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WASHINGTON (Kyodo) The Group of Seven financial leaders displayed their confidence in the health of the global economy during their one-day meeting Friday in Washington, declaring the world economy is experiencing “its strongest expansion in more than 30 years” while saying little about the weakness of the yen.

The wording on the global economy in the G7 leaders’ statement is stronger than that adopted in their previous gathering in Essen, Germany, in February. However, they warned against complacency, saying “risks remain,” and indirectly urged investors not to make biased bets.

The financial chiefs from Britain, Canada, France, Germany, Italy, Japan and the United States sounded buoyant on the global economy as they were mostly of the view that the worldwide stock plunges from late February to early March represented a “good and healthy correction,” Japanese officials said.

On exchange rates, the G7 leaders repeated the expression adopted in February.

“We reaffirm that exchange rates should reflect economic fundamentals. Excessive volatility and disorderly movements in exchange rates are undesirable for economic growth,” the statement said.

The wording represents an indirect call by the leaders for the yen’s appreciation. But the statement did not single out the yen.

In the statement, the leaders said the U.S. economy “remains solid even as domestic demand moderates to a more sustainable growth path” and the euro area is “expecting a healthy upswing.”

“Japan’s recovery is on track and is expected to continue,” the statement said.

After describing economic conditions in each area, the G7 chiefs said, “We remain confident that the implications of these developments will be recognized by market participants and will be incorporated in their assessment of risks.”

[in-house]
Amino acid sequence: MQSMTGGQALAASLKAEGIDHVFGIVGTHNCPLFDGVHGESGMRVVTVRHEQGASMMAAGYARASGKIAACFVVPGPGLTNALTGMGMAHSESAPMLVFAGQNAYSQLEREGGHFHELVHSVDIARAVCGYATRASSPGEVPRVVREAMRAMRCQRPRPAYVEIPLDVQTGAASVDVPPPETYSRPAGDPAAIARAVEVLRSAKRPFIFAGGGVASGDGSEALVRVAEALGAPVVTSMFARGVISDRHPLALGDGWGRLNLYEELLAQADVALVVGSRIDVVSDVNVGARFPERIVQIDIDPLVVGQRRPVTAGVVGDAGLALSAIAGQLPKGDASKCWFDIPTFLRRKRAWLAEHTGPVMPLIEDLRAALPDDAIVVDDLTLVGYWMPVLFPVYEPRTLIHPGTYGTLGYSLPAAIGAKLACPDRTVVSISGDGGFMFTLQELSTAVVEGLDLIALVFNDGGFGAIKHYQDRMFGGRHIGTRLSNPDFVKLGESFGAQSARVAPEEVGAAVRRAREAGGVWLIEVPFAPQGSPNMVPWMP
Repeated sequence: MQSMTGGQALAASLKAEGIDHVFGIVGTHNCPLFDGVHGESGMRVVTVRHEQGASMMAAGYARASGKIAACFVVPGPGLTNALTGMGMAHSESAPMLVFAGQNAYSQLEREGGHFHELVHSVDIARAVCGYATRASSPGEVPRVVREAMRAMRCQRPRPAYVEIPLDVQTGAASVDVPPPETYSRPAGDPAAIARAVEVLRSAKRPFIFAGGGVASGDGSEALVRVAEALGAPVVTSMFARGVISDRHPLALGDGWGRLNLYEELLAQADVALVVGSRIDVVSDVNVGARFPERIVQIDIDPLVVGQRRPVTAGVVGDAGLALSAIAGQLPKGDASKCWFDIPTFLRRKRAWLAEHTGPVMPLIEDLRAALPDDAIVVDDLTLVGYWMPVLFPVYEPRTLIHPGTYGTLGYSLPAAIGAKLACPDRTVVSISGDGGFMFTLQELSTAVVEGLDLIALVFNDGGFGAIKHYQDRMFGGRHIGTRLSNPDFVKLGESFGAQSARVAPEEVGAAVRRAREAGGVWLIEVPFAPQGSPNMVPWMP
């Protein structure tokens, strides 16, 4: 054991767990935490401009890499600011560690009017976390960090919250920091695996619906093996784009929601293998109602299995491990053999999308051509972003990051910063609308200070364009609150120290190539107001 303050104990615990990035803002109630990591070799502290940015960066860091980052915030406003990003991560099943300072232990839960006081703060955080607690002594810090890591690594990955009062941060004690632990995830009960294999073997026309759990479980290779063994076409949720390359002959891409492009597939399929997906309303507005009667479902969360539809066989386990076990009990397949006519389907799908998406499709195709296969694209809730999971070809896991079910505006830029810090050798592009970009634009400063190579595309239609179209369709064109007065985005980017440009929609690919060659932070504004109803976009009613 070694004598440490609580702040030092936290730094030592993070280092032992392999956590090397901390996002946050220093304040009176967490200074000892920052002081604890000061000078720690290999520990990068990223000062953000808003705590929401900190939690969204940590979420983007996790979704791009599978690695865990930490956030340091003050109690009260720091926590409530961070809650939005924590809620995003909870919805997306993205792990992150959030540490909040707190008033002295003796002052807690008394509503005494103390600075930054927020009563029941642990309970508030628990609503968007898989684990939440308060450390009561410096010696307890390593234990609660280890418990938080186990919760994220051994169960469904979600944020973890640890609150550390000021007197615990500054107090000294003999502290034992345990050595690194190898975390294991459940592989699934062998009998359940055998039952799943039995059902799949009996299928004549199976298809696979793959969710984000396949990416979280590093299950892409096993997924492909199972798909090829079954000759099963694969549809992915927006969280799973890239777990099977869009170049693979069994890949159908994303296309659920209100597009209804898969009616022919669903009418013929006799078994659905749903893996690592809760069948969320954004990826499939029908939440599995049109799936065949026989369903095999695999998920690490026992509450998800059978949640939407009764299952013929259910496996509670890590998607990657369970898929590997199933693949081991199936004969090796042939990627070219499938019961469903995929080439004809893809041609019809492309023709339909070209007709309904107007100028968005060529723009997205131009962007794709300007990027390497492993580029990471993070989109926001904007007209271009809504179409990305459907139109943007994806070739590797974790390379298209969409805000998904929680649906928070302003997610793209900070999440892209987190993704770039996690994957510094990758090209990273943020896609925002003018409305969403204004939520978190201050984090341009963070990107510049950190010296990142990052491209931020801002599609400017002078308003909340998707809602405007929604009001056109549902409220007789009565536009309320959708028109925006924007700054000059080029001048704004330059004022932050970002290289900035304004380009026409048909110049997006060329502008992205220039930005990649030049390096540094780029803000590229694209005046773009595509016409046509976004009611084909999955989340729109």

The sentence, which the leaders adopted for the first time in the Essen statement, embodies a message to market participants urging them to be aware of the risks of unilateral movements or making one-way bets in their transactions, according to meeting participants.

Even though adjustments in global financial markets from late February did not inflict colossal damage on the world economy, the G7 leaders agreed on the need to keep issuing warnings to market participants, the Japanese officials said.

“Currently, the global market is fed with ample money and investors’ sensitivity to risks has been weakening. It is better to continue warning against complacency,” a senior Japanese Finance Ministry official said.

As for the remaining risks referred to in the statement, the official said these were represented by crude oil prices that have risen from levels late last year due to geopolitical risks and a surge in defaults of U.S. subprime mortgages.

The health of the U.S. subprime mortgage industry, which serves borrowers with poor credit histories at high interest rates, has stirred concern among market participants, as an increase in the rate of defaults by subprime borrowers has led to financial difficulties at some lenders.

The G7 finance chiefs also expressed their commitment to “maintaining price stability” for sustained global growth, in view of persistent inflationary pressure in the United States and Europe.

As for exchange-rate levels, Japanese Finance Minister Koji Omi said after the meeting that the G7 chiefs did not point to the weak yen as a problem. Omi added that in his view, the current market trend is rather the euro’s climb against other major currencies.

In the runup to the G7 meeting, the euro reached an all-time high against the, yen trading in the 161 yen range Friday for the first time since its introduction in 1999.

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